After a challenging year-and-a-half, international tourism is on the rise. Travelers who canceled trips and put off taking vacation days are finally making plans. Case in point, the online travel agency Trivago saw its third quarter net income rise to $3.36 million, reversing a $2.6 million loss from last year.  

Yet the Omicron variant of COVID-19 threatens to reverse those gains and leave travelers in limbo again. And that makes for a difficult holiday season for hospitality and tourism interpreters. Fortunately, we have three tips to help you keep your sanity. 

  1. Set Google Alerts to track new travel restrictions.

    From vaccination and testing requirements to border closures, travel restrictions remain in flux around the world. To keep up, we recommend setting a Google alert to stay informed about the region or regions you work in. That way, you won’t be caught off guard when someone has questions about a new policy or restriction.

  2. Take steps to increase your EQ.
    Travel can be stressful, even under normal circumstances. However, the need to cancel plans or cut them short after a long-anticipated vacation can leave people disappointed, frustrated, and angry. Add in an unclear or unfair refund policy, and you may get caught in an argument between an employee and a customer.

    Here’s where your emotional intelligence (EQ) comes into play. As you work through a session, keep in mind that both parties are struggling to navigate rules that change from day to day. Do your best to convey each party’s perspective to ensure they understand each other. While a customer may still walk away angry, this can help diffuse the conflict.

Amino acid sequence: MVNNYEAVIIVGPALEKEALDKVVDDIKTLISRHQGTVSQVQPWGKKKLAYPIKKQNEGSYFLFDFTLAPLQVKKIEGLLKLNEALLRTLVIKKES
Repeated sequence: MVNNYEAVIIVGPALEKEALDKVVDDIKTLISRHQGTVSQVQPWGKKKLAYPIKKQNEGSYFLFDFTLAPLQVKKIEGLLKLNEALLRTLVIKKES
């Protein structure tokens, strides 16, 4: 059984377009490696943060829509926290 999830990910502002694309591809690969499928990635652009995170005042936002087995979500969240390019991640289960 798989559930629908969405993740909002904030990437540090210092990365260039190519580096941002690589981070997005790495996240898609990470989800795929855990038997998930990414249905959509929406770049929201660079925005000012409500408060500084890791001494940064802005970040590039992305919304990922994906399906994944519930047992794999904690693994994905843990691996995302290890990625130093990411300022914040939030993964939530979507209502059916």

3. Schedule time for self-care. 

    Regardless of whether you’re a remote interpreter or work onsite, you should set aside time for self-care. Dealing with other people’s emotions on a regular basis can leave you exhausted or worse—burned out. Take time out for a walk, to meditate, or simply regulate your breathing after a stressful session.  

Travel in 2022 and Beyond  

Last but not least, keep in mind that this won’t last forever. Trivago has already announced that it expects the travel market to mostly return to normal by mid-2022. While canceled flights and lost hotel reservations aren’t going anywhere, the COVID-19 pandemic will eventually subside. Then you can go back to interpreting the usual travel gripes.  

Have any other advice for hospitality and tourism interpreters this holiday season? Let us know in the comments!